Guiding student loan borrowers through the financial crisis presents financial planners with several challenges.
Borrowers may have the chance to take advantage of lower interest rates, but some of these strategies come with additional risks.
Most planners should be able to direct their clients to options that take advantage of interest savings opportunities. These options should be available to nearly all federal borrowers and most private loan borrowers.
Federal Interest Rates at 0% for Most
The CARES Act specifies that most federal student loan borrowers will have 0% interest until September 30, 2020. During this time, borrowers are not required to make payments. However, some borrowers are choosing to make payments to put a dent in their principal balance.
Borrowers are not required to take any steps to enroll in the 0% interest rate or payment deferment. However, removing automated payments may be necessary.
There has been some conversation about extending the payment freeze into 2021. Due to the politics of the situation, there is a good chance that the 0% interest rate will be extended.
Getting Conservative on Student Loans
Like most other aspects of financial planning, many clients will want to get conservative during the financial and economic turmoil.
While some borrowers are using the 0% federal interest rates as an opportunity to reduce their balance, a better approach may be to set aside the extra payments in a high-yield savings account. The interest generated is of some value, but the real benefit is having the money available in the event of a job loss or furlough. The funds earmarked for student loan payments can serve as an added financial reserve during the Coronavirus crisis.
Help from Private Lenders
Some lenders have contracts that specifically provide relief for borrowers impacted by a declared national emergency. As of March 13, Coronavirus has been a declared national emergency.
The loan contracts that do have national emergency protections will usually provide borrowers with extended deferments or forbearances. Even though interest will continue to accrue in most cases, the national emergency provisions may provide borrowers with an opportunity to build up their emergency fund or attend to essential matters such as food, housing, and utilities.
Other lenders also have specialty programs for borrowers who have fallen behind, such as the Navient Rate Reduction Program. These programs are not advertised, and enrollment can be a challenge. However, in some cases, borrowers may be able to secure a temporary lower interest rate while they deal with a financial hardship.
Refinancing Requires Little Analysis
Traditionally, the decision to refinance federal student loans has been somewhat complicated. Planners needed to balance the major benefit of refinancing, lower interest rates, against the federal perks that the borrower would be losing. These federal perks include income-driven repayment plans and student loan forgiveness.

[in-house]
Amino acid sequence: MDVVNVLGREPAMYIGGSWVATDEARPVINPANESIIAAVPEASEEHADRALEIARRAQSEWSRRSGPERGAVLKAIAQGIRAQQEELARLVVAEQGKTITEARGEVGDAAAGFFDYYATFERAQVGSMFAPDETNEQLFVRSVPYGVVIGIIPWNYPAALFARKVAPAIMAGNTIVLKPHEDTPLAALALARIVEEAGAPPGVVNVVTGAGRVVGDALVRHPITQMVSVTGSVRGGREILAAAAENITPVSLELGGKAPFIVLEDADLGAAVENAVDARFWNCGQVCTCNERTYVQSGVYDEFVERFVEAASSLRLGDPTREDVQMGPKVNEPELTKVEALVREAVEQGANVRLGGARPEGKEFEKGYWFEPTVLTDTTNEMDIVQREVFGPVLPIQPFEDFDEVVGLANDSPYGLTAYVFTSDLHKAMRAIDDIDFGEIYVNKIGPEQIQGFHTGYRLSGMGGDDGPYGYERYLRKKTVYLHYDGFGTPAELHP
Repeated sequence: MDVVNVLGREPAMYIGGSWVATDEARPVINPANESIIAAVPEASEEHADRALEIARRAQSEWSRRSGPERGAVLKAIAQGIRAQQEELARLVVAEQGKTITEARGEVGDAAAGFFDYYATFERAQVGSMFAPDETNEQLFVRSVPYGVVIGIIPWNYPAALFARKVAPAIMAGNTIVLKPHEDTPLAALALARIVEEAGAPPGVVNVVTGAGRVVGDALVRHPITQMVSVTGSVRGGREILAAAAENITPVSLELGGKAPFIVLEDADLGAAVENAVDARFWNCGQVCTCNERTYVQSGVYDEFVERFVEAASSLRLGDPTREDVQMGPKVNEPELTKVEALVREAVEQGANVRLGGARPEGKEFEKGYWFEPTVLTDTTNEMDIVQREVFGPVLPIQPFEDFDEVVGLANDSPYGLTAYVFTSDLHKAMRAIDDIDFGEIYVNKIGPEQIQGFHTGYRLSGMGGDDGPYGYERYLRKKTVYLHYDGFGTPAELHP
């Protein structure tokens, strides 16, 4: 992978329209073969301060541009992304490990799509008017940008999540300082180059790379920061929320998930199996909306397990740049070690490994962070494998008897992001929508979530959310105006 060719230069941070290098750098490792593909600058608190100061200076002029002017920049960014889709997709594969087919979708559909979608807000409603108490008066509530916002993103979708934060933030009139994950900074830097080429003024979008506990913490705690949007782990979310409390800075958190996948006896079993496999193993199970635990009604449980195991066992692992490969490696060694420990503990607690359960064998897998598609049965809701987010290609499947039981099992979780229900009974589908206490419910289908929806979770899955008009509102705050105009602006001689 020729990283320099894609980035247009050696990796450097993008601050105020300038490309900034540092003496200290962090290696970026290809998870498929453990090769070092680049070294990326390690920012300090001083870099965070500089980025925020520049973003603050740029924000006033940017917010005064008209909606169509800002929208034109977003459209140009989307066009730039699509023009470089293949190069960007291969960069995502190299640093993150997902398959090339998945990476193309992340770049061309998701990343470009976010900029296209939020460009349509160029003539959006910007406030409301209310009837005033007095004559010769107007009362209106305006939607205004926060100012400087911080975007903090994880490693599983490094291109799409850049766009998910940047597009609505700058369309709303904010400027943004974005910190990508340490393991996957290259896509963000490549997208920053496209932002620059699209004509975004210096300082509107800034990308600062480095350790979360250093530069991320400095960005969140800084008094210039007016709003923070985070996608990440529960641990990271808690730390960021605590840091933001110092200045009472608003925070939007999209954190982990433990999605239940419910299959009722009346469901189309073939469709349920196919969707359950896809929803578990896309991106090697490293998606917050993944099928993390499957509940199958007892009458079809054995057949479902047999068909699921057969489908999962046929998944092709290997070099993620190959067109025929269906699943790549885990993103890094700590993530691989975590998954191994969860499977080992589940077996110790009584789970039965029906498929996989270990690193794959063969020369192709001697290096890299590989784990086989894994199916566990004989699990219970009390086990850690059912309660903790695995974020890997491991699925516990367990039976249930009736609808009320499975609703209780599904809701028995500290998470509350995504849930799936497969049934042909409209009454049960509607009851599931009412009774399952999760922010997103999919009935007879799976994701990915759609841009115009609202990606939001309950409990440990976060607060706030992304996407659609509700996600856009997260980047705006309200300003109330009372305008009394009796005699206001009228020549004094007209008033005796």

During Covid-19, the analysis is far more straightforward. Don’t refinance federal student loans. No refinance lender will be able to match the 0% rate offered by the federal government. Additionally, federal protections are especially valuable when there is a risk of unemployment and prolonged joblessness.
However, Refinancing should be seriously considered by borrowers who have high-interest private loans. Refinancing these loans at a lower interest rate can help in two ways. First, securing a lower interest rate means less spending on interest over the life of the loan. Second, opting for a longer repayment plan provides borrowers more flexibility during an uncertain time.
At present, rates are near historic lows, so borrowers will likely benefit from opting for a fixed-rate loan.
The complicating factor for refinancing is the fact that some lenders have struggled with liquidity at times during the pandemic. For this reason, borrowers should be encouraged to check rates with several different lenders. An applicant with a strong credit profile may be offered an abysmal rate due to limited funding for the lender.
Final Thought: Facing the Hard Questions
The many changes caused by Covid-19 may present clients with unique challenges and unique opportunities.
If you have a client with a challenging decision, feel free to send me an email to chat. While I don’t take individual clients, I’m always happy to answer questions via email. These conversations can be very helpful to readers, and they often provide ideas for new and useful content on this site.